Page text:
Welcome back to Demystifying Project Success, a blog series on the 5 key principles of project success. The first of 5 key principles to any project’s success is a concise project definition.
What’s in a Project Definition?
You might ask, why bother with a project definition? It gets all team members on the same page, aids decision-making along the way, and provides something to validate against at the end of the project. A good project definition communicates goals and outcomes in a concise manner that is easy to understand by all parties.
Consider three key aspects to a concise project definition:
Easy to understand
A good project definition is easy to understand by all consumers of the information. Think about well written websites – they are short and to the point. They are also understandable by a wide range of readers. The same goes for your project definition.
Think about your extended audience. Will executives skim the content? Will poeple who don’t work in your department read it? If so, choose language that is not overly specific to your function. For example, if you are working on an engineering project, be sure to describe it in a way that is understandable by finance and other business functions. The reverse is true as well.
Appropriate level of detail
Try to keep your core project definition to 2-3 sentences. Consider the format, “We are doing this project BECAUSE xxx SO THAT yyyy.” The “because” statement is the problem you are solving; the “so that” statement is the outcome you hope to achieve.
In my shed project (that I referenced in my first post), I might write, “I am building a new shed because I want to move my boxes and tools out of my garage so that I can store my car and exercise equipment in my garage.” I could add the target end date, “…by November when the rainy season starts” to make the timing clear.
Avoid a detailed business case or specifics of how you will conduct the project. If you need those details, put them someplace else. Do not include them in the core definition. If you have a project that is large in scope, it’s ok to go a little longer – maybe a short paragraph for why and a short paragraph for the outcome.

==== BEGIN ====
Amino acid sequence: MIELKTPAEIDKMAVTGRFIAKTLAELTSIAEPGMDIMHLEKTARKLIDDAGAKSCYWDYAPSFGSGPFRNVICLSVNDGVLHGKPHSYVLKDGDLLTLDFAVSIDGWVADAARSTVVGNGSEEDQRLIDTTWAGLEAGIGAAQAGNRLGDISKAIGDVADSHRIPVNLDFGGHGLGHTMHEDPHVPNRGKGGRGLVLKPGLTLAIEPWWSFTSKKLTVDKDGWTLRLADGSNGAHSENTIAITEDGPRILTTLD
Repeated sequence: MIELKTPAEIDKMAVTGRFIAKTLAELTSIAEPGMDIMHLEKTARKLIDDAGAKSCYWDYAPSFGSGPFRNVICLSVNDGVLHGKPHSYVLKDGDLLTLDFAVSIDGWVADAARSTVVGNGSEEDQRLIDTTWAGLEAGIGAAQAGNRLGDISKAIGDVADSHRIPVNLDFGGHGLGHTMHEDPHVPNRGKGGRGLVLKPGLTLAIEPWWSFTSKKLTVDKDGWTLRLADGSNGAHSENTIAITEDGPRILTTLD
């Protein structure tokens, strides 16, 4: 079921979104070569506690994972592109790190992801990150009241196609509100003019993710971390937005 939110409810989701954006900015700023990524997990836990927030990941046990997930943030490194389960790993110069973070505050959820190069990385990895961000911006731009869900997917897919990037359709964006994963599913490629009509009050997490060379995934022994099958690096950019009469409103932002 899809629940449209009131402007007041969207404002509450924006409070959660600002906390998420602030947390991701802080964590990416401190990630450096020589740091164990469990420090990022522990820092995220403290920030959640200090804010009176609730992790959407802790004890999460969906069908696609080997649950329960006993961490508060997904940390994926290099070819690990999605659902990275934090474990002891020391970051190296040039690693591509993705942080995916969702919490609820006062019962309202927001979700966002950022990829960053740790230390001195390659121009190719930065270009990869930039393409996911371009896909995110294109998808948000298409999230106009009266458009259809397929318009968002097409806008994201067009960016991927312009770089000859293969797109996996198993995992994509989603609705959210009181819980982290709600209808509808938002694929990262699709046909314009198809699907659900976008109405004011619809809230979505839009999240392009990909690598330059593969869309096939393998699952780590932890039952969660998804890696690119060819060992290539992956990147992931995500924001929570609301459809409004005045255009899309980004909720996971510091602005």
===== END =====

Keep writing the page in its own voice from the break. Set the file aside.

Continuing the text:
Does your project definition provide the project team and stakeholders with enough information to verify the outcomes? If my goal is to build a shed to store my boxes and tools, how do I know whether I am successful when I am done? Try to include verifiable metrics in your definition. If you cannot measure, then come up with something that will help you verify success.
In my definition for my shed, I said “large enough” to store my tools. If I were to be more rigorous, I would measure the volume of the tools and boxes, add a little buffer and include the size of the shed in my definition. If I could not measure the volume, I would know I was successful when I try to move my boxes and tools. Obviously, measuring would better ensure success.
Get Concise Now
In the end, I might end up with a definition for my shed project that is short, sweet, and to the point. Not only that, it’s easy to say in hallway conversation.
“I am building a 10×10 shed because I want to move my boxes and tools out of my garage so that I can store my car and exercise equipment in my garage. My goal is to complete the project before the rains begin in November.”
Regardless of whether it is required, write down your project definition. Say it out loud to someone who is not connected to the project. This is a great test of whether it is concise and easy to understand.
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